Set-up and tear-down

Recently as part of program run-time performance optimization effort, I was scanning through the code for occurrences of keyword new. The goal was to find unnecessary memory allocations. I was surprised to find most of news in the unit test module. Not that there was any particular need for memory allocation: it is just that the framework that was chosen (a fairly popular one) enforces on the programmers bad practices of manually controlling the life-time of their objects. Continue reading

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Handling short codes — part II

Today, we will continue with the implementation of a type capable of storing short codes. For the previous post on the subject see here. This time, we will focus on type safety. Continue reading

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Handling short codes — part I

In my work, we often deal with codes: country codes, airport codes, airline codes, aircraft codes, and more. The thing they have in common is that they are really short. Sometimes 2-letter long, sometimes 3-letter long, sometimes a bit longer. Most of the time their value is used to compare against other codes, e.g., when searching through a collection. We hardly ever need to see their textual representation.

The initial choice was to represent them in programs by type std::string, a general-purpose type for storing sequences of characters. But, as with any general-purpose tools, they fail to take into account the particular usage cases which often offer room for improvements. Continue reading

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A clever comment style

Comments are one of the most useful language features; in practically any programming language. Yet, they can become really a pain. Just consider the following example that I have seen quite often in different variations:

// now, return the difference between the two results
return result1 + result2;


// at this point x must not be negative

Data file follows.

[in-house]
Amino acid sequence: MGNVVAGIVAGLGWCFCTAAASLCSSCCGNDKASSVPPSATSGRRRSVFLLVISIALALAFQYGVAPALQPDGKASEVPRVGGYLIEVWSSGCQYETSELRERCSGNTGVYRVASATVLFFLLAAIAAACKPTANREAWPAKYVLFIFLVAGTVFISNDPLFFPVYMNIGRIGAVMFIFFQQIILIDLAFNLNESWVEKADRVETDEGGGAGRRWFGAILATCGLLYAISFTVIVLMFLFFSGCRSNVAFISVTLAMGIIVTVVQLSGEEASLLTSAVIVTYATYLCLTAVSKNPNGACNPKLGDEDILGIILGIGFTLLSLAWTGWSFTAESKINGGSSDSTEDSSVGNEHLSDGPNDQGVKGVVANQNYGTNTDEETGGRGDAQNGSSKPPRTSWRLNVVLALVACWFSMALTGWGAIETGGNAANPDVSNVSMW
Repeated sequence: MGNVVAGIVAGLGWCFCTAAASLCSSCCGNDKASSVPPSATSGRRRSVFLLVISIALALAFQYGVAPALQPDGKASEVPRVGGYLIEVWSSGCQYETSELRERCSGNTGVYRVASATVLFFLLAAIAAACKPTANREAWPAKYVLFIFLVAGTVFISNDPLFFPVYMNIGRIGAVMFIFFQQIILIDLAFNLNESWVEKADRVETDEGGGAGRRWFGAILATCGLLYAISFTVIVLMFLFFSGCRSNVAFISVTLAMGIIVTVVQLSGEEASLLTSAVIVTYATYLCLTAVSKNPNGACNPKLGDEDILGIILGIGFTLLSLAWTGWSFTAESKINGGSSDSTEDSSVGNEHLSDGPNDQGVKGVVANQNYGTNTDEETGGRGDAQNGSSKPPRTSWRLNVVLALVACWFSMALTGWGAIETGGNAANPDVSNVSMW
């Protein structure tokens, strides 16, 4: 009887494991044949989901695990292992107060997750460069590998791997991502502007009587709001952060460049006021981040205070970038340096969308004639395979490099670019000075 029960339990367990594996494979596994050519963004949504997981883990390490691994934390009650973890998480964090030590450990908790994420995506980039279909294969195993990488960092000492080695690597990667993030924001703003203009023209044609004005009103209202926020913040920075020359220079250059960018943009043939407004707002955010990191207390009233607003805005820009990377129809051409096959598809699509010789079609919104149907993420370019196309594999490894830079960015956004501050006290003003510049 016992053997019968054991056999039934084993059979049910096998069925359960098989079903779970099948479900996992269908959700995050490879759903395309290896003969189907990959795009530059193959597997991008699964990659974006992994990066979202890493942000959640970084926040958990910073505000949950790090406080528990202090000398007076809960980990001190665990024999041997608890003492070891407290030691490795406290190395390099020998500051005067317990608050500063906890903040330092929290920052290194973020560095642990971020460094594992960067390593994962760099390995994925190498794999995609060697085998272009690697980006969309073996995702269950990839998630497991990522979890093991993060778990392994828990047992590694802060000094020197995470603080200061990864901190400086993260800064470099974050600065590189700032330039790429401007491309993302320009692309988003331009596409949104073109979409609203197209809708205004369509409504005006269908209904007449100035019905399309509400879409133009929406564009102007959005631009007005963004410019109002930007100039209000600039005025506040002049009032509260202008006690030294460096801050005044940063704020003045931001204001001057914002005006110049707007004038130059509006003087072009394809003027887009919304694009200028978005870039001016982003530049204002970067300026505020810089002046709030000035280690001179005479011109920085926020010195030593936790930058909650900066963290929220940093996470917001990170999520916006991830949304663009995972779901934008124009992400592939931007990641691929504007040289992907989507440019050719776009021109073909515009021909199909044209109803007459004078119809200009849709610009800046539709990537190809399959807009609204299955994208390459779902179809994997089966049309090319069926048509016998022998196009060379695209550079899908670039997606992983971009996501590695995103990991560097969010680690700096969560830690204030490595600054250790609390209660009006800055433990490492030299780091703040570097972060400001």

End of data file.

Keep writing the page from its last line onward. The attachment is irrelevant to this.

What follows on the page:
return a - b;

You could surely give me even better examples of counterproductive comments. In fact, this thread contains a long list of funny comments in the code.

Because such things really happen, some people come up with guidelines like, “never use comments in your code — make the code self explanatory.” While the direction looks sound, I would not go so far as to making it an ultimate rule.

I guess, we need to accept the shortcomings of comments; instead, let me show you a technique I was taught by my colleague that helps mitigate one comment-related problem. Continue reading

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String’s interface

What I have to say today is fairly obvious, and you probably know about it. But because I have observed the following pattern in my project’s code fairly frequently, I feel it needs to be recorded. Consider this code:

bool fun (const string& code)
  assert (code.length() >= 2);

  if (code.substr(0, 2) == string("XX")) {
    // ...

  // ...

Can you see what is wrong about it? Please, do not focus on the usage of assert. I only put in order for you to take for granted that the string has two or more characters. Continue reading

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Bug of the week

Today we are going to see a case study illustrating a bug. Not a very spectacular one: a typical bug one would encounter in everyday work. We will start with the symptoms, identify the root cause, and suggest measures to prevent similar things from happening in the future. Continue reading

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A conditional copy constructor

In this post we will try to define a ‘wrapper’ class template that does or does not have a copy constructor depending on whether the wrapped class has it. This will be a good opportunity to explore in depth a couple of advanced C++ features. Note that this is a rather advanced topic and, unless you are writing or maintaining a generic library, you will probably never need this knowledge.

The problem

By a wrapper class I mean something like boost::optional<T>. It wraps a value of type T: it is an ‘almost type T’ with some special features. Additionally, as in the case of optional, our wrapper does not inherit from T, nor does it contain a data member of type T.

Our goal is that for any type T the following holds:

std::is_copy_constructible<T>::value ==

Continue reading

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